Las Carnitas

You can join the hungry Hondurans devouring home-style cooking at Las Carnitas from early-morning breakfast to late-night snacks. Owner Tony Baday offers a huge, inexpensive menu that focuses on his native Honduras but makes stops in other Latin countries and adds a few Italian dishes to the mix.

Honduras shares El Salvador’s love of pupusas, thick, griddled corn cakes stuffed with a variety of ingredients that always include a mild cheese. They’re pretty filling so we like them with cheese alone (slightly more flavorful than mozzarella), but another popular filling is chicharrones (pork cracklings), cheese and refried red beans. (Honduras’ famed baleadas — thick tortillas with beans and cheese — are a specialty at Baday’s sister’s restaurant, La Costa Cafeteria, nearby in Davie.)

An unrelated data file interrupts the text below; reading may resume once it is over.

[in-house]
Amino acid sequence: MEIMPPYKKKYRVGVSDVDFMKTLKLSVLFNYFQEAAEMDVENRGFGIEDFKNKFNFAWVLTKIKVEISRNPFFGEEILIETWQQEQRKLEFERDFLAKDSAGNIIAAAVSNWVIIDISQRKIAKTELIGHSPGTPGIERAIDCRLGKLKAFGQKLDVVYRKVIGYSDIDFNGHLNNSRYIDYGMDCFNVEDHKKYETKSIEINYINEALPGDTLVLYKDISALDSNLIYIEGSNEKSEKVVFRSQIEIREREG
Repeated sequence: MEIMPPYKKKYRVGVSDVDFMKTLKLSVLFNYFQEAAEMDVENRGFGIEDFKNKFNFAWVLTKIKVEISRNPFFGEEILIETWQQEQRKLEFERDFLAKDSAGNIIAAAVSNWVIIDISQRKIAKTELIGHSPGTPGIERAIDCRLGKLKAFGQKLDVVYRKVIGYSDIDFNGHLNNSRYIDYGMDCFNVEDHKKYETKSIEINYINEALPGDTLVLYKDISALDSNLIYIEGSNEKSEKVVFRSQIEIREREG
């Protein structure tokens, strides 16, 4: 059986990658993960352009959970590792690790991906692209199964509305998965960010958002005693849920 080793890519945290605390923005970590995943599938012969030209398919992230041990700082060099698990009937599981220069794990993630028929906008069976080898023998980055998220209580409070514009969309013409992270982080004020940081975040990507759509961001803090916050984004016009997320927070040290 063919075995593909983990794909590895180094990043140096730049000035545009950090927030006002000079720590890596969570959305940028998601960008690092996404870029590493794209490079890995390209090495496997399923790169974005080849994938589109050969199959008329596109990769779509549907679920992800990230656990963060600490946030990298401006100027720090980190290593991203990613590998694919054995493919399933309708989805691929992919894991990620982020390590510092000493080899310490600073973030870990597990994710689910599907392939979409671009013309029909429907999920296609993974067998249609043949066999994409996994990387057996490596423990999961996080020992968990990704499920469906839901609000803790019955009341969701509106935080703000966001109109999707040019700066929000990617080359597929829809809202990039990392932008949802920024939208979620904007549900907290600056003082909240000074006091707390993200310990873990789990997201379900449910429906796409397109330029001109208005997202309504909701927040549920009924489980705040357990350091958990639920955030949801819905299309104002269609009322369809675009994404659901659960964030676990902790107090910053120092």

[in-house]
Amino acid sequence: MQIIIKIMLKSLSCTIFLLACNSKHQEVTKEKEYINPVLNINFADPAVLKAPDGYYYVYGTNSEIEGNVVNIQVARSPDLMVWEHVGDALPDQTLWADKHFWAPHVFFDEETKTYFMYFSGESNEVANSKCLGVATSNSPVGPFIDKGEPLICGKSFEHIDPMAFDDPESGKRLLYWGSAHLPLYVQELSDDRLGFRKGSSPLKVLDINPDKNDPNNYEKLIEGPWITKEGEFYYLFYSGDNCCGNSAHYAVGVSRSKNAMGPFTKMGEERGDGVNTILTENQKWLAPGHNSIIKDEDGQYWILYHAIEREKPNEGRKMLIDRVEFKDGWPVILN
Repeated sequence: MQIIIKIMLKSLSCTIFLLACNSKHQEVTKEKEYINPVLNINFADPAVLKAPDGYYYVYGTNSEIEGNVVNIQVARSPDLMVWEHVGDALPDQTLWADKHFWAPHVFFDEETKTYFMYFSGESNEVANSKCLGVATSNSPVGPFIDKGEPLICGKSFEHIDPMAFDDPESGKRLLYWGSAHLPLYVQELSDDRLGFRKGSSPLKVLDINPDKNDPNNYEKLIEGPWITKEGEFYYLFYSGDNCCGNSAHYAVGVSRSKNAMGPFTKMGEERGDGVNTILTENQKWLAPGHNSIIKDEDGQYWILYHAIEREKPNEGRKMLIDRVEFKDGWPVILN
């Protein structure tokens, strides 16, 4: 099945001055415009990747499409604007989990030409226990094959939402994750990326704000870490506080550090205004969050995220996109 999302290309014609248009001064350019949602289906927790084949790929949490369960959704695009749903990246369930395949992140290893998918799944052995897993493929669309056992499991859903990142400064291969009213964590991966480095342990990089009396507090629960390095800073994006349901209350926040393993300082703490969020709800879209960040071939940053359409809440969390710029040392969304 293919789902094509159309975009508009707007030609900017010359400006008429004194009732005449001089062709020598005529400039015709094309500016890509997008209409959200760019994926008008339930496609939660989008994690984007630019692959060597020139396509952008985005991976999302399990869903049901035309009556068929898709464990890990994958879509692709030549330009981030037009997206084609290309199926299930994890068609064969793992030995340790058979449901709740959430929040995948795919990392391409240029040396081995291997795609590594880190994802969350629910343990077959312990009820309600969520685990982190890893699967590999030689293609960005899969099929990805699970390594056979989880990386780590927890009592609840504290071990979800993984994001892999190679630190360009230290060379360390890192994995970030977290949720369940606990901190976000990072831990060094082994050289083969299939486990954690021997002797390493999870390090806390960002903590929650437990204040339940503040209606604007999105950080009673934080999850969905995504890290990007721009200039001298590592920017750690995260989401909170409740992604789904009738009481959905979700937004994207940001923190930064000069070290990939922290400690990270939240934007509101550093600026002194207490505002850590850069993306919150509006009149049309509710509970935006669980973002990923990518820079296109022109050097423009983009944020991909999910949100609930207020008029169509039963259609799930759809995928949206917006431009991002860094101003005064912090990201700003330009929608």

Unlike its Mexican cousin, our Honduran-style enchilada was open-face. The crisp, delicious flour tortilla was topped with well-seasoned ground beef, chopped tomatoes, shredded cabbage, sun-dried tomatoes and crumbly cheese. Liven it up with a dose of sun-dried tomato sauce with a hint of cilantro. Our order came with several containers of it, so you can pour the sauce on just about everything. It has a kick, but for real heat, garnish with jalapeños (included in our order with a side salad).  Next time we’d skip the spaghetti and meatballs. It didn’t have the traditional Italian taste we were expecting, plus you can get pasta anywhere.

Our favorite dish was the carnitas especial, a meat sampler that includes juicy churrasco, flavorful chicken fillets, a tender fried pork chop, a few perfectly cooked shrimp and three sides (we chose white rice, red beans and plantains).
Burgers, burritos, sandwiches and fajitas round out the menu — and for dessert, grab some flan or tres leches.